Fancy a snack of crispy grasshoppers in salted egg yolk crumbs or a breakfast of bread laced with cricket meal?
Once the domain of science- fiction movies, the idea that the global food shortage becomes so dire that humans farm insects for food is becoming reality.
The Straits Times reported in October that the Singapore Food Agency (SFA) was seeking feedback from the food and animal feed industry to allow insects for human consumption and as livestock feed.
If the answer is favourable, it could mean that restaurants here could be serving six-legged critters as early as 2023.
SFA has already conducted a thorough scientific review and concluded that some species of insects with a history of human consumption can be served as food, said its spokesman. These include silkworm pupae that are eaten in South Korea and crickets, a popular snack in Thailand.
SFA is also reviewing 16 insect species, including grasshoppers, beetles, mealworms, moths, silkworms and honey bees.
The approved insects, whether imported or locally farmed, and insect products would be subject to food safety requirements, the agency stresses.
Companies will have to prove that the insects are farmed in regulated establishments and not contaminated with pathogens or harmful contaminants.
Singapore companies are ready to load supermarket shelves with insect food products.
Among these are Altimate Nutrition, a spin-off from Republic Polytechnic, which produces flavoured cricket protein bars; and Asia Insect Farm Solutions, which produces cricket powder for use in flour or cookies. They currently get their insects from farms in Thailand and sell their products overseas.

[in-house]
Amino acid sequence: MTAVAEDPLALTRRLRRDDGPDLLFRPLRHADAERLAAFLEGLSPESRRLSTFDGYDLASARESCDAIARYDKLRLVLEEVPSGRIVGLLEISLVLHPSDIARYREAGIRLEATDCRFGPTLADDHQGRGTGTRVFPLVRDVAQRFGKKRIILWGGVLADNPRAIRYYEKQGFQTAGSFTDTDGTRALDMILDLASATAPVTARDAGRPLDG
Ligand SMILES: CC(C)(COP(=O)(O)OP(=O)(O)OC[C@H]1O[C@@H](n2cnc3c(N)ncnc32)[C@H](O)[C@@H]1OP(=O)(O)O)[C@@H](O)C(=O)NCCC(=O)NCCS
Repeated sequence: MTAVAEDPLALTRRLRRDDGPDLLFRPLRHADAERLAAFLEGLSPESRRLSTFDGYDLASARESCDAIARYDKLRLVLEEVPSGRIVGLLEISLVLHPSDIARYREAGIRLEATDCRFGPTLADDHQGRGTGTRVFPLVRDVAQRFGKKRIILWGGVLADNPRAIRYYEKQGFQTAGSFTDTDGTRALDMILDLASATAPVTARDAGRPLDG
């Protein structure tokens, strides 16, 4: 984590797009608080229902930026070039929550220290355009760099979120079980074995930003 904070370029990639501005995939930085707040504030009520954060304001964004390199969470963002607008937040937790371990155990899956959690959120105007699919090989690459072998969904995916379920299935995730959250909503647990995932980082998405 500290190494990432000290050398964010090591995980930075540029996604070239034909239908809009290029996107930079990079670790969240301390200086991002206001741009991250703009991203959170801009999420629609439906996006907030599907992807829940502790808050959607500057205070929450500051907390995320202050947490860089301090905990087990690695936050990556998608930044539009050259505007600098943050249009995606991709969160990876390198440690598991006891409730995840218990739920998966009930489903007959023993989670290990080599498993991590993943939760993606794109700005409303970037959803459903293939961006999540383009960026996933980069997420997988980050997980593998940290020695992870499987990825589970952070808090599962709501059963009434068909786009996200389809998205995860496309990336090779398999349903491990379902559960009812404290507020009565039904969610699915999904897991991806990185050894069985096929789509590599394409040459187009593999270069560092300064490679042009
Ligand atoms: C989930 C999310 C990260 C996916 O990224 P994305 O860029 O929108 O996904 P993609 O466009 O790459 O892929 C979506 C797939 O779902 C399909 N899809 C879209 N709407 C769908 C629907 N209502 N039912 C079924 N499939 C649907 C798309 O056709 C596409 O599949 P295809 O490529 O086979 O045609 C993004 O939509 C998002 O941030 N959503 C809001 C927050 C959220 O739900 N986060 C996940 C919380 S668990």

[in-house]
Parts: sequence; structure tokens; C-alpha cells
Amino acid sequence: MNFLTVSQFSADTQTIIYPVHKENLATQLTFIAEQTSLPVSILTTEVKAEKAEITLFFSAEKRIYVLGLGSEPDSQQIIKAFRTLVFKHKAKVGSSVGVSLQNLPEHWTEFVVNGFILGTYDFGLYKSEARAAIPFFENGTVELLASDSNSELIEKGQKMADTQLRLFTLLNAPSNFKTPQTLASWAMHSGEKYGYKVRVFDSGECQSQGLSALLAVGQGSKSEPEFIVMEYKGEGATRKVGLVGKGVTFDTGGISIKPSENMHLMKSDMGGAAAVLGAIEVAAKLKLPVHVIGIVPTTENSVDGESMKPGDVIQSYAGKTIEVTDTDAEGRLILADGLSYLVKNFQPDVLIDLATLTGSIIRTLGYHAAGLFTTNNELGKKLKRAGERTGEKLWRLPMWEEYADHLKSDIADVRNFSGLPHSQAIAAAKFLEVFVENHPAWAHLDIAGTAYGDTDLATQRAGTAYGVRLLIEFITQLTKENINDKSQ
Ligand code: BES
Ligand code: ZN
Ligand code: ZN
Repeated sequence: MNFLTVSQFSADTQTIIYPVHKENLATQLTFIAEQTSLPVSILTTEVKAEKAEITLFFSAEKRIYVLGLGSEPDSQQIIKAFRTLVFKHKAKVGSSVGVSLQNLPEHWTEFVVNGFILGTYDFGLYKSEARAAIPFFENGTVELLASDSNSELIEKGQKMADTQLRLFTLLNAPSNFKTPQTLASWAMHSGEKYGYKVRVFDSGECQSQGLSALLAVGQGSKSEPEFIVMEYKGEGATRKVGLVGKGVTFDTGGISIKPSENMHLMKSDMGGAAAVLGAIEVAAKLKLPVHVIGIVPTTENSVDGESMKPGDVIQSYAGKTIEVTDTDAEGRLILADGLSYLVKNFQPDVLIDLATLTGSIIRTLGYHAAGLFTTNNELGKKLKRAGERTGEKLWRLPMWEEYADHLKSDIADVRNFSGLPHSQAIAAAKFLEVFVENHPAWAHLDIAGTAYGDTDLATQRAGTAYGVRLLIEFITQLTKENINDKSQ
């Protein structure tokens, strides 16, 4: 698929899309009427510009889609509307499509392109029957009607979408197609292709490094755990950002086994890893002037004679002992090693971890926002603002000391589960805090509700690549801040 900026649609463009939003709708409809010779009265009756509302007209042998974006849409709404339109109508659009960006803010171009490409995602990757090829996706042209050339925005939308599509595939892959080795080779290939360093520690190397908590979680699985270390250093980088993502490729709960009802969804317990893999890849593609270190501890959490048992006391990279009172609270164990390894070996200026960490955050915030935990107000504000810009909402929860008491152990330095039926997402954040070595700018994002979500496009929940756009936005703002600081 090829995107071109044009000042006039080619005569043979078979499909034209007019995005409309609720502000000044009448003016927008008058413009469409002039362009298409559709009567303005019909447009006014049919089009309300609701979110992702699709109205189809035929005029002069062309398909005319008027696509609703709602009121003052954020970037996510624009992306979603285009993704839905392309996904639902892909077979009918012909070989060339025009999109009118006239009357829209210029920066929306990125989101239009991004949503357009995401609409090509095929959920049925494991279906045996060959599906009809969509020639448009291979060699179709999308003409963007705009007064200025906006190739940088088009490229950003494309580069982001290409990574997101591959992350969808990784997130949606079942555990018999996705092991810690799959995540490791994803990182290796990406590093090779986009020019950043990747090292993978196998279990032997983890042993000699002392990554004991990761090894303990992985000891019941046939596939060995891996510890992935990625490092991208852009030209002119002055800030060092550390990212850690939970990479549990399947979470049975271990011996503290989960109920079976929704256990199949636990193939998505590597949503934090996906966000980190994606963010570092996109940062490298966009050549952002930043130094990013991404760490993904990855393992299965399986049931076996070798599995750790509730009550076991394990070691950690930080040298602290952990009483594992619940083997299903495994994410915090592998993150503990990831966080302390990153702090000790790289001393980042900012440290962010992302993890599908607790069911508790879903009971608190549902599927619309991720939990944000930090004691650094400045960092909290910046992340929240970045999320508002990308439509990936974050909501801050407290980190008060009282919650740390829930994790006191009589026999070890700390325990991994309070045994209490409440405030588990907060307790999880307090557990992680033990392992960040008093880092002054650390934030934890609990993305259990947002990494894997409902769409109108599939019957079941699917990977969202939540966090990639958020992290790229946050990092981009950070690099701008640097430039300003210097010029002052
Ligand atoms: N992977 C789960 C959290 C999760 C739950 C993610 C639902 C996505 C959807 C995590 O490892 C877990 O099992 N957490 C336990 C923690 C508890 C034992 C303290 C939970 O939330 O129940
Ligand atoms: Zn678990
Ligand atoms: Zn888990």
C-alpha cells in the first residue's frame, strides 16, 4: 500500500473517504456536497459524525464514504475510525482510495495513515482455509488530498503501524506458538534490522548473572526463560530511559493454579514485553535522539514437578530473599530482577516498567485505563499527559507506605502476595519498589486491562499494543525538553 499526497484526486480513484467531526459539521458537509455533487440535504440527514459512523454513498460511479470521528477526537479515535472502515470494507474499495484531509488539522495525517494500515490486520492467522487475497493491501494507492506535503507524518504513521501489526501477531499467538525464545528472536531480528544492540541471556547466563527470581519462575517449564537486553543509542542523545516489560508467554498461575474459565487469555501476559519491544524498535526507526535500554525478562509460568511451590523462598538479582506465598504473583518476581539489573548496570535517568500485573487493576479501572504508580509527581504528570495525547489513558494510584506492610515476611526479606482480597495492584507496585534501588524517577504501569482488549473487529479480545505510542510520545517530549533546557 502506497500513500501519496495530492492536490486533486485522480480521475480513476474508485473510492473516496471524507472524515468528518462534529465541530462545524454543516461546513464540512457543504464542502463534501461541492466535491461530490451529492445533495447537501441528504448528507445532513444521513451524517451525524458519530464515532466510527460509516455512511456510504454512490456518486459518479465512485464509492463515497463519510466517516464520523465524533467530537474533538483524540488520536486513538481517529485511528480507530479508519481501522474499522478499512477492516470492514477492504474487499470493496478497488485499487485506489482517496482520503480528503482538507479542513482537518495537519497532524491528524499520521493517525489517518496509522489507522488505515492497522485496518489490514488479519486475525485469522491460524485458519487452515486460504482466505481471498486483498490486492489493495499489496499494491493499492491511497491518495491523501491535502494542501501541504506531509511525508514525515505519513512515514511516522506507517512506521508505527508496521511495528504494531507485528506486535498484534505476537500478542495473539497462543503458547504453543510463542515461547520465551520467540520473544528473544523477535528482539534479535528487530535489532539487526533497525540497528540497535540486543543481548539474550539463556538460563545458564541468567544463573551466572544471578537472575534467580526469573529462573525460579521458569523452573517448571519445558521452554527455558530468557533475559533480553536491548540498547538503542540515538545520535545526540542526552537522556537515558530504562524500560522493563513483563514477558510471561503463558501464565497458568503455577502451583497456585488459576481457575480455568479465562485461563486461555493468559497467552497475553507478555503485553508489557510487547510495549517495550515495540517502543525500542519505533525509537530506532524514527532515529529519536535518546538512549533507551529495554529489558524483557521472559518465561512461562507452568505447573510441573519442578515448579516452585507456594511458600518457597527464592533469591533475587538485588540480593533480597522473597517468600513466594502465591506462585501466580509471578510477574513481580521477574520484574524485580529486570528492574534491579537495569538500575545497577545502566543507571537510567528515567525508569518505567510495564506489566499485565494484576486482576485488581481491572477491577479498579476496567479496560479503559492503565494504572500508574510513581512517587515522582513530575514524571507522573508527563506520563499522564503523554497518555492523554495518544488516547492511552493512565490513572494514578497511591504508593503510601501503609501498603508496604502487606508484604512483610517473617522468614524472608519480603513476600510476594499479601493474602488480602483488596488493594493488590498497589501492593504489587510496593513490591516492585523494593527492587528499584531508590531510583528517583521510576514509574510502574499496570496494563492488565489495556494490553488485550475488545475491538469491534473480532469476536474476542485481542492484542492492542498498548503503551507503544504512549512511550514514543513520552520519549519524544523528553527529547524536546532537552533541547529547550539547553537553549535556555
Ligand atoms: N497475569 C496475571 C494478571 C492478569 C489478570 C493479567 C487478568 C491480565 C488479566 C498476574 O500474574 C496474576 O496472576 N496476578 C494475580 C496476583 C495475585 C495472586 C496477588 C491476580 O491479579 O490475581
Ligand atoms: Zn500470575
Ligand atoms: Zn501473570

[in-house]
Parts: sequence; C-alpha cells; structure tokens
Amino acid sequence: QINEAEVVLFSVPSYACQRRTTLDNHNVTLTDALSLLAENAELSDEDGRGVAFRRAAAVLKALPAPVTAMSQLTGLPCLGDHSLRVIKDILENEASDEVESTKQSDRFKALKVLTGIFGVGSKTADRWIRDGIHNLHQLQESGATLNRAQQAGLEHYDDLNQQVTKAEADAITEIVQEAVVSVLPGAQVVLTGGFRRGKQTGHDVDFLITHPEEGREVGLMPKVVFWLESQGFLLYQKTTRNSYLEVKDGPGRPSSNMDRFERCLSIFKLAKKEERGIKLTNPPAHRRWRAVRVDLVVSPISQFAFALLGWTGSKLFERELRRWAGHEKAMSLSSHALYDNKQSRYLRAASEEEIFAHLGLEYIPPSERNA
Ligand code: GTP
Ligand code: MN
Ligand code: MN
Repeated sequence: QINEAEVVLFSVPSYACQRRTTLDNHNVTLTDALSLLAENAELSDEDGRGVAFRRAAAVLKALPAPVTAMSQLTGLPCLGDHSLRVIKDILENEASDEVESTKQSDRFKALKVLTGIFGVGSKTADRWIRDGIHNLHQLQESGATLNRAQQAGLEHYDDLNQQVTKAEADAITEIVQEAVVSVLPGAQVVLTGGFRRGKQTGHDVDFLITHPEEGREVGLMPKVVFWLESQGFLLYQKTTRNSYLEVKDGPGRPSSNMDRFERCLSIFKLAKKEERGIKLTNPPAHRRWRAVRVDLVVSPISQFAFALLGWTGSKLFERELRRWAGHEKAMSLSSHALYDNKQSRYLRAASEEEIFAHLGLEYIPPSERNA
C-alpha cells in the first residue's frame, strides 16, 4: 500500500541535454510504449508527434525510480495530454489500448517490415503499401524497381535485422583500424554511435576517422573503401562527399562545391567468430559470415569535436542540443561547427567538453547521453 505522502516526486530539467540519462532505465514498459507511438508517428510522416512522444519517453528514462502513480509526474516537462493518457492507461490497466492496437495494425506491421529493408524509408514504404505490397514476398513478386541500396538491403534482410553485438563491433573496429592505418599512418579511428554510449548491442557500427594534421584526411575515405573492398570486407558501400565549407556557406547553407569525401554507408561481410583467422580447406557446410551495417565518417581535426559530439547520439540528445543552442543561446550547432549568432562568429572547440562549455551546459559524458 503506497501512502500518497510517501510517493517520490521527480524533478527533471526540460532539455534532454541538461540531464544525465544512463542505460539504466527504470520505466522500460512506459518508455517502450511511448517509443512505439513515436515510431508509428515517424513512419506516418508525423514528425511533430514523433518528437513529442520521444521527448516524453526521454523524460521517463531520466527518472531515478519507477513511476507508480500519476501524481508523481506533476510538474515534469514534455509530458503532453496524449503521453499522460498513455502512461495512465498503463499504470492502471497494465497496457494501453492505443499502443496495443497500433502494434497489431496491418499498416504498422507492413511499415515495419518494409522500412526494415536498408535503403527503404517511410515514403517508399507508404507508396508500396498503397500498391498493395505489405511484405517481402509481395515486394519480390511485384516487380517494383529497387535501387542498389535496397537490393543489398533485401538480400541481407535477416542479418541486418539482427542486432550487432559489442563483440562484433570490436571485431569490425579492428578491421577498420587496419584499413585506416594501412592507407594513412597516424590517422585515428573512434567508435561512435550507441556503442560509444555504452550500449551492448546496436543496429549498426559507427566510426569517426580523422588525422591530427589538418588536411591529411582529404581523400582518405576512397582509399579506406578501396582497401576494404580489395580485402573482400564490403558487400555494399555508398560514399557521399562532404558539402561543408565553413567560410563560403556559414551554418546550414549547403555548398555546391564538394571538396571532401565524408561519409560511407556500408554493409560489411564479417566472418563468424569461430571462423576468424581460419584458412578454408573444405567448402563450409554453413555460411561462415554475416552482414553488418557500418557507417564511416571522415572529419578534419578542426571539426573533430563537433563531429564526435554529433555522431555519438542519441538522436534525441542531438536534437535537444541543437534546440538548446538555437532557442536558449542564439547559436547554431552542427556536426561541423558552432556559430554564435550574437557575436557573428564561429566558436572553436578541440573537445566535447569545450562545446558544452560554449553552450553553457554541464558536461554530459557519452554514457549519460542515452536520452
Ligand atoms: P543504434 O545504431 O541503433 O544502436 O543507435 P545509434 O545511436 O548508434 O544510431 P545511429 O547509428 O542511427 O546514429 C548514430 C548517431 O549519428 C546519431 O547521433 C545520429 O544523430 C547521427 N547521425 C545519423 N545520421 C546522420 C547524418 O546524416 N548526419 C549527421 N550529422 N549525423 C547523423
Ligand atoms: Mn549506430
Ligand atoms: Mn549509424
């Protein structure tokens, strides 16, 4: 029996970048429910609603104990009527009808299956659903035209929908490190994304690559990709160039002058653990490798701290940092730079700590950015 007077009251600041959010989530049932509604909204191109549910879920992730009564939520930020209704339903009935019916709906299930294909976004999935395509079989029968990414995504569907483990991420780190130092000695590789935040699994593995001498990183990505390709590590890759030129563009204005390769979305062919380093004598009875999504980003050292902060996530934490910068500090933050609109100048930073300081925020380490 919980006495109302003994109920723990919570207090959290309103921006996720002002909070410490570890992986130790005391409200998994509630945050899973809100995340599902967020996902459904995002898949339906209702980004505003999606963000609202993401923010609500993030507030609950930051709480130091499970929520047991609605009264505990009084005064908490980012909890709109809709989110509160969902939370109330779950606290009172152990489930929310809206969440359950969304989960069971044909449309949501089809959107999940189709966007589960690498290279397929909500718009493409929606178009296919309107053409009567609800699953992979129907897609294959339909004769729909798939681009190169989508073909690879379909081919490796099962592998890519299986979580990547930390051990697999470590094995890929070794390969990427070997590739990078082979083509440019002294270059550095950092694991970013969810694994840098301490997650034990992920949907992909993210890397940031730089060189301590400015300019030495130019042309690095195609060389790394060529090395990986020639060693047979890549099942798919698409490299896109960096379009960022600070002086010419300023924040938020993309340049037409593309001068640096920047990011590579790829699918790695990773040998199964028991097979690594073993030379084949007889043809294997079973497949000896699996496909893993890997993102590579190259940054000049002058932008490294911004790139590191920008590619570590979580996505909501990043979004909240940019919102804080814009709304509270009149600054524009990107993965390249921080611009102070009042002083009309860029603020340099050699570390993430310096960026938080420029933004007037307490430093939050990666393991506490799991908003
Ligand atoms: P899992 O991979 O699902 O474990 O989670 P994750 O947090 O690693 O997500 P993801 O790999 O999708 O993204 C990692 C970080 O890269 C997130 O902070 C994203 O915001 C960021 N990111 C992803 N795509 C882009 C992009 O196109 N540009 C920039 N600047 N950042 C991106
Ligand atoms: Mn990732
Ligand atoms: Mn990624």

If eating bugs gives you the creeps, look out for other alternative proteins with "cleaner labels" that go beyond the common issues of being highly processed and high in sodium and additives.
Agri-food companies are developing products that have fewer ingredients or incorporate more natural ingredients for health- conscious consumers, says Mr Eugene Toh, Enterprise Singapore's director of food manufacturing.
Local plant-based chicken Tindle, for example, is made with just nine ingredients, including soya protein, coconut oil and oat fibre.
Another trend to watch is the emergence of hybrid products -- a combination of plant-based proteins with cell-cultured fat.
Mr Toh says such products are likely to taste more like real meat, but manufactured at lower cost as compared with cell-cultured meat.
Food tech company ImpacFat unveiled its cultivated fish fat at the recent Big Idea Ventures Demo Day, where selected participants got to try the product, with SFA's approval.
Made with fish stem cells, the addition of this fat is meant to enhance the mouthfeel of alternative meat products, which tend to lack the texture and flavour that fat provides.
Organised by venture capital firm Big Idea Ventures, the event also showcased various companies in the alternative protein space under its accelerator programme, giving participants and investors alike a glimpse at the future of food.
A hybrid meat innovation centre -- said to be a world first -- is slated to launch here in 2023.
It is a tie-up between Dutch cultivated pork company Meatable and local plant-based butcher Love Handle. Its aim is to have hybrid meat items such as dumplings, pulled pork, pork belly and cold cuts available in restaurants by 2024, and on supermarket shelves by 2025.
Get ready to chomp on bugs and other alternative proteins.
Source: The Straits Times © Singapore Press Holdings Limited. Reproduced with permission.